Amino Acids and Vitamins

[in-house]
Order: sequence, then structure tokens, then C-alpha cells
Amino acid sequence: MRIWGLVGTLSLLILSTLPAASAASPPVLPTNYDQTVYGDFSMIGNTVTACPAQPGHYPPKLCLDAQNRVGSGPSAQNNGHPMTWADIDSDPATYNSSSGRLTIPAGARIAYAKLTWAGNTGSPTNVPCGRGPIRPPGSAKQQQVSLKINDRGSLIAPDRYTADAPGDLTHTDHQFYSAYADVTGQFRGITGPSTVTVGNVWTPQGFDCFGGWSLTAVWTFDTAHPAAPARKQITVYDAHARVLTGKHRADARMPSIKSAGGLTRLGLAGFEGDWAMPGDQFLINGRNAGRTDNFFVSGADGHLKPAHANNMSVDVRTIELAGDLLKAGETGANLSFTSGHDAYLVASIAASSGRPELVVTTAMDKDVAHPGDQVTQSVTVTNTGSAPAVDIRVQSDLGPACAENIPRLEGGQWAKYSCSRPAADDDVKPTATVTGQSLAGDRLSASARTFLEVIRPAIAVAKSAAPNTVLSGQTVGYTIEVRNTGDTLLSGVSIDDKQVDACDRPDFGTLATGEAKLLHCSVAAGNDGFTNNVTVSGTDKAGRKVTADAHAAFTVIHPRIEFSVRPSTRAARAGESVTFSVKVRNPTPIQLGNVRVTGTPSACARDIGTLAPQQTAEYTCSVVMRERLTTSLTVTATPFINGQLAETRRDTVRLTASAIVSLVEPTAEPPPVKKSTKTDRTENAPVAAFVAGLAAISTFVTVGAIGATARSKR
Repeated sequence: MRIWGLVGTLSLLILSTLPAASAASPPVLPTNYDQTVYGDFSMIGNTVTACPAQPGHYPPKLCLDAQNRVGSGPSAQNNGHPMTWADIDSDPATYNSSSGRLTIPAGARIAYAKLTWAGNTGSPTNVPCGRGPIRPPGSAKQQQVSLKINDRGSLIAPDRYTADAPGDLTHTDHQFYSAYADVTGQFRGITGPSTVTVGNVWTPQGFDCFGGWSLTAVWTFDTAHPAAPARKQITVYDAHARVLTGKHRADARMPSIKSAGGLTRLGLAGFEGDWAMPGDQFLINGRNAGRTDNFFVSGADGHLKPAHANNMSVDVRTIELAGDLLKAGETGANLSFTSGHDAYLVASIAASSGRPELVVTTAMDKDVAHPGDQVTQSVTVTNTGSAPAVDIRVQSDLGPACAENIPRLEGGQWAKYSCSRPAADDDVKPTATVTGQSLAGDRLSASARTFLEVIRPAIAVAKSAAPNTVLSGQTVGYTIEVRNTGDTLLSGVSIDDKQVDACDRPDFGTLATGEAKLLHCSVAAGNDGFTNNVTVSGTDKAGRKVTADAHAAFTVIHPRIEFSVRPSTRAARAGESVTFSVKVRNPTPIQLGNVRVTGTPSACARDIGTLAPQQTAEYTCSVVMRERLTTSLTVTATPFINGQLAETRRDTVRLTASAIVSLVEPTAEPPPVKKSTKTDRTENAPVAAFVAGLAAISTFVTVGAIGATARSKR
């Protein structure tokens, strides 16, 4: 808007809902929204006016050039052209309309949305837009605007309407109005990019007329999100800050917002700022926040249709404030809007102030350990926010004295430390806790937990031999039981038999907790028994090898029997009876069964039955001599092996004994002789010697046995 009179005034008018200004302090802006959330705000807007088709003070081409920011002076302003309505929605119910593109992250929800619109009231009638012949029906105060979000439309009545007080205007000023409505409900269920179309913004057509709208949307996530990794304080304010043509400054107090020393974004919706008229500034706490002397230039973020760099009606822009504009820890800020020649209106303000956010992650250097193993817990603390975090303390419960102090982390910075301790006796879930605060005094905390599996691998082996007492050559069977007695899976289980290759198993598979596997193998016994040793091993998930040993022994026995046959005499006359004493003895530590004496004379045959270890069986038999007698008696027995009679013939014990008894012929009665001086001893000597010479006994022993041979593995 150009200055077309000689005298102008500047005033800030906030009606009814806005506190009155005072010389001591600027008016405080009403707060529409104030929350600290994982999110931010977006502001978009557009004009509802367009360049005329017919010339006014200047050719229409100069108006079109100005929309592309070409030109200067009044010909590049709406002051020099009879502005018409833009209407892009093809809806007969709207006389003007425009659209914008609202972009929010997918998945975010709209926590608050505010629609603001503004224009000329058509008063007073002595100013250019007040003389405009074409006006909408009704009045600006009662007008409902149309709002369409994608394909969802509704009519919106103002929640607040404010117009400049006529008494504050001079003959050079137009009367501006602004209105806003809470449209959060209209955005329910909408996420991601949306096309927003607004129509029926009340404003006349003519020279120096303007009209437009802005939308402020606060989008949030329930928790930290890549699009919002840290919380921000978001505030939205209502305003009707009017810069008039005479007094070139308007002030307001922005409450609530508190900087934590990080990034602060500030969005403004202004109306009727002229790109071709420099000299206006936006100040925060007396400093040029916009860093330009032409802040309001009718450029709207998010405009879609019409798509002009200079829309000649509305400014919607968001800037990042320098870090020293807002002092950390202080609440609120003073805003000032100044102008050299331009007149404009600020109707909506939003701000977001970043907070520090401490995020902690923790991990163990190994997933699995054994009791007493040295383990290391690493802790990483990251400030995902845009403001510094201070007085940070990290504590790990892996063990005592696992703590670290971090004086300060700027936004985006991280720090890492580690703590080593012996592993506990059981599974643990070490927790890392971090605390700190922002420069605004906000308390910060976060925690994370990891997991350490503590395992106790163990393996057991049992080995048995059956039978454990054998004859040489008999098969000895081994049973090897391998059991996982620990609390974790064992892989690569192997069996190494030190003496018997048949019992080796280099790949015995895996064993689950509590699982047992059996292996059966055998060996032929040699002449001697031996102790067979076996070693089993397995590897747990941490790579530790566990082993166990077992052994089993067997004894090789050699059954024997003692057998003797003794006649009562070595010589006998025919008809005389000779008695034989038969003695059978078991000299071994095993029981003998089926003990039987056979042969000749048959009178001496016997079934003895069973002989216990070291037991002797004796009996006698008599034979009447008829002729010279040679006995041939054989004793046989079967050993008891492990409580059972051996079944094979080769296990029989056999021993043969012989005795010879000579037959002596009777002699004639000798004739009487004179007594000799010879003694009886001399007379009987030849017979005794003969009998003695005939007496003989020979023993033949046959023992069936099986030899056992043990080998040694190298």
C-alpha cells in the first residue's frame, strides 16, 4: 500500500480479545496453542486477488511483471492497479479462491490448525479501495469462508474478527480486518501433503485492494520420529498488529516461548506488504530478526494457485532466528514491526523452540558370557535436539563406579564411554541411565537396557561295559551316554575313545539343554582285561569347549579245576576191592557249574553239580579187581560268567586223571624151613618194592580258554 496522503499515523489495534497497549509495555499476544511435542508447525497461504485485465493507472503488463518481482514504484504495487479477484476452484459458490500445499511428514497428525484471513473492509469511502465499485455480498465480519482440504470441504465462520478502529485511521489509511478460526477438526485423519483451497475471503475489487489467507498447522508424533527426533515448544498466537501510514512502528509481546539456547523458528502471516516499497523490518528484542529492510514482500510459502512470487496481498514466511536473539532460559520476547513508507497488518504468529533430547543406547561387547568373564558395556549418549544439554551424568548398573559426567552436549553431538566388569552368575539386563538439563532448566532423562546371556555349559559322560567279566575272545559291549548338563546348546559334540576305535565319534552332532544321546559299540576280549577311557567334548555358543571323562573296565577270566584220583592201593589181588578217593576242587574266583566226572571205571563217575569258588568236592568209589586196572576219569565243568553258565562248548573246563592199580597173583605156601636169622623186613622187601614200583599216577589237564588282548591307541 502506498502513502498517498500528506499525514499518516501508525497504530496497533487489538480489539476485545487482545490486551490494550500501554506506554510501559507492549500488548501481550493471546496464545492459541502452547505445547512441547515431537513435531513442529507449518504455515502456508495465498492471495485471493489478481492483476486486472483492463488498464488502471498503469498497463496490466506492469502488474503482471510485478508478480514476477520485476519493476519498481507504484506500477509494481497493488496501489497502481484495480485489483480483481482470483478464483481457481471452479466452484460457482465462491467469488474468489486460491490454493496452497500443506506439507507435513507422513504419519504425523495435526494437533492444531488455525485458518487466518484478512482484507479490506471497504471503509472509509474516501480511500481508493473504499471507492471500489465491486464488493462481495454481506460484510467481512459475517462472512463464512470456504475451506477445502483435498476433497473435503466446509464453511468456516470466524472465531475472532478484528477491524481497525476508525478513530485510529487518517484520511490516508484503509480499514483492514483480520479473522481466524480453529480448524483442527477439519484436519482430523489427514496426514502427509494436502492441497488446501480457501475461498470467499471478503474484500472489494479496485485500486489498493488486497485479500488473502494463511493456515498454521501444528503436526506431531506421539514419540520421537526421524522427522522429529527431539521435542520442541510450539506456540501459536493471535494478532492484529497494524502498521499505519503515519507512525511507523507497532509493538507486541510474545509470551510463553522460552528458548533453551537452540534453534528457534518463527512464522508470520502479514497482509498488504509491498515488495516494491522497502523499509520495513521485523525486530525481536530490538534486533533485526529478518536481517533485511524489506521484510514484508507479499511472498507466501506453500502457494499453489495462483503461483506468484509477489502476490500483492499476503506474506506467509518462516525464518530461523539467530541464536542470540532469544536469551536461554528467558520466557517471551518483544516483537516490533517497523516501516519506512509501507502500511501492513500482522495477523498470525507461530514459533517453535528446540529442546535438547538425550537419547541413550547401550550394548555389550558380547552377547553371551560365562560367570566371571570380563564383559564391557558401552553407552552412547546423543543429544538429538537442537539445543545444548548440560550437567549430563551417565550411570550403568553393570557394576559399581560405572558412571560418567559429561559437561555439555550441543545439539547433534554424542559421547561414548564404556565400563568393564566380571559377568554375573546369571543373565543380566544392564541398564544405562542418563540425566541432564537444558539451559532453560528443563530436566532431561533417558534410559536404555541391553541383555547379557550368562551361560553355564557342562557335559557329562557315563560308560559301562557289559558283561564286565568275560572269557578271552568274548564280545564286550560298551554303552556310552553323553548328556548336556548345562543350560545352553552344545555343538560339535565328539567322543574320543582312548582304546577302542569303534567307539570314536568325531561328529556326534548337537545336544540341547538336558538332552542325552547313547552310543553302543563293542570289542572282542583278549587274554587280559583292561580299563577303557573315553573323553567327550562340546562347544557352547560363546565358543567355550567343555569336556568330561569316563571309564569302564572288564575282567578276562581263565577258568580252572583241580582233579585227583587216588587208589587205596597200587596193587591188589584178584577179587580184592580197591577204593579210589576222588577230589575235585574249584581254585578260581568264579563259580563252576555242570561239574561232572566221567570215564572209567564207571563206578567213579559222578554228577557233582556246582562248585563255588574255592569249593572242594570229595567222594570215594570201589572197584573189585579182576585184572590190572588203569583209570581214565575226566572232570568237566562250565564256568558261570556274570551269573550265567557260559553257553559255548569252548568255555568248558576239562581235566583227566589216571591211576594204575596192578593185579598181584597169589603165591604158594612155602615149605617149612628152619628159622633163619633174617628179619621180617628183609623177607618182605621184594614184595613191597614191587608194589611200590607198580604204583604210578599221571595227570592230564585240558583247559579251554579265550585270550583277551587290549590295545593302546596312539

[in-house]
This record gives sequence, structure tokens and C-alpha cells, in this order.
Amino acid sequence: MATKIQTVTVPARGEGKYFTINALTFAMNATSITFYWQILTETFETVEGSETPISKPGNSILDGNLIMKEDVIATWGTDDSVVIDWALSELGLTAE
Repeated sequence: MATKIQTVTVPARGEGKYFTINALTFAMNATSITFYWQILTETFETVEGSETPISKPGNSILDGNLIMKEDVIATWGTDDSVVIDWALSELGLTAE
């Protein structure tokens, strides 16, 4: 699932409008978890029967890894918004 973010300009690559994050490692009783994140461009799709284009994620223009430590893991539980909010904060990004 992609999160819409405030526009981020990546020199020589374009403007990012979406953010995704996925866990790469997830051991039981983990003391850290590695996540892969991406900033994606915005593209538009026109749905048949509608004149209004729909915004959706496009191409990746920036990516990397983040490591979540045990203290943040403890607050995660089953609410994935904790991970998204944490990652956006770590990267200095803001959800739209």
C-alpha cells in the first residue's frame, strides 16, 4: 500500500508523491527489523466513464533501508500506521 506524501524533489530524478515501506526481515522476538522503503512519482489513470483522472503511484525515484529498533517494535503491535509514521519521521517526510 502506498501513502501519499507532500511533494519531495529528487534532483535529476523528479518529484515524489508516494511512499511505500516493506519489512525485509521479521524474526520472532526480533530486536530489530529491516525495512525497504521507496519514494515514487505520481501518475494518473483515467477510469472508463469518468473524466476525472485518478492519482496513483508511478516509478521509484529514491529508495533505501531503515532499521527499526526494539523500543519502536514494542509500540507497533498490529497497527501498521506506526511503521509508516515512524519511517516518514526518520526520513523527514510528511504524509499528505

Amino acids are organic compounds containing amine (-NH2) and carboxyl (-COOH) functional groups, along with a side chain (R group) specific to each amino acid.The key elements of an amino acid are carbon, hydrogen, oxygen, andnitrogen, although other elements are found in the side chains of certain amino acids. About 500 amino acids are known (though only 20 appear in the genetic code) and can be classified in many ways. A vitamin is an organic compound and a vital nutrient that an organism requires in limited amounts. An organic chemical compound (or related set of compounds) is called a vitamin when the organism cannot synthesize the compound in sufficient quantities, and it must be obtained through the diet; thus, the term vitamin is conditional upon the circumstances and the particular organism. For example, ascorbic acid (one form of vitamin C) is a vitamin for humans, but not for most other animal organisms. Supplementation is important for the treatment of certain health problems,but there is little evidence of nutritional benefit when used by otherwise healthy people.